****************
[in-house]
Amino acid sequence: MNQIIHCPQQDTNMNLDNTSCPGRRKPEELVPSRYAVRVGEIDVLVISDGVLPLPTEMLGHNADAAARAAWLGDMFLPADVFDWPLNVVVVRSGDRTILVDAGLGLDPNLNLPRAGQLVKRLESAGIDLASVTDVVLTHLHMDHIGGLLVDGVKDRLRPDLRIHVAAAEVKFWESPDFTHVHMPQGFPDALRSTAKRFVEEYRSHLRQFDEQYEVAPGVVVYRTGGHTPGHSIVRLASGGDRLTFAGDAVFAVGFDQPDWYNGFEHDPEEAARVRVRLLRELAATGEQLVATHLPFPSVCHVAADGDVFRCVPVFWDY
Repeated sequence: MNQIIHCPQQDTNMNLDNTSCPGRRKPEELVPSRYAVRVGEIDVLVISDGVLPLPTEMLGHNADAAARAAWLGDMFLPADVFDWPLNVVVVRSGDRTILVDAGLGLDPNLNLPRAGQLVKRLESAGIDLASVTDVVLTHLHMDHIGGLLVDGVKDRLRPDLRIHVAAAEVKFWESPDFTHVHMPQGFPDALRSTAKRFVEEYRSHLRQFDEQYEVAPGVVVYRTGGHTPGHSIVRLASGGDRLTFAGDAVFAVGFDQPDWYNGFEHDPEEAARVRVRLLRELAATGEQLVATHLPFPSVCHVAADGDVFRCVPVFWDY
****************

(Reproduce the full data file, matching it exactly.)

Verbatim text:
[in-house]
Amino acid sequence: MNQIIHCPQQDTNMNLDNTSCPGRRKPEELVPSRYAVRVGEIDVLVISDGVLPLPTEMLGHNADAAARAAWLGDMFLPADVFDWPLNVVVVRSGDRTILVDAGLGLDPNLNLPRAGQLVKRLESAGIDLASVTDVVLTHLHMDHIGGLLVDGVKDRLRPDLRIHVAAAEVKFWESPDFTHVHMPQGFPDALRSTAKRFVEEYRSHLRQFDEQYEVAPGVVVYRTGGHTPGHSIVRLASGGDRLTFAGDAVFAVGFDQPDWYNGFEHDPEEAARVRVRLLRELAATGEQLVATHLPFPSVCHVAADGDVFRCVPVFWDY
Repeated sequence: MNQIIHCPQQDTNMNLDNTSCPGRRKPEELVPSRYAVRVGEIDVLVISDGVLPLPTEMLGHNADAAARAAWLGDMFLPADVFDWPLNVVVVRSGDRTILVDAGLGLDPNLNLPRAGQLVKRLESAGIDLASVTDVVLTHLHMDHIGGLLVDGVKDRLRPDLRIHVAAAEVKFWESPDFTHVHMPQGFPDALRSTAKRFVEEYRSHLRQFDEQYEVAPGVVVYRTGGHTPGHSIVRLASGGDRLTFAGDAVFAVGFDQPDWYNGFEHDPEEAARVRVRLLRELAATGEQLVATHLPFPSVCHVAADGDVFRCVPVFWDY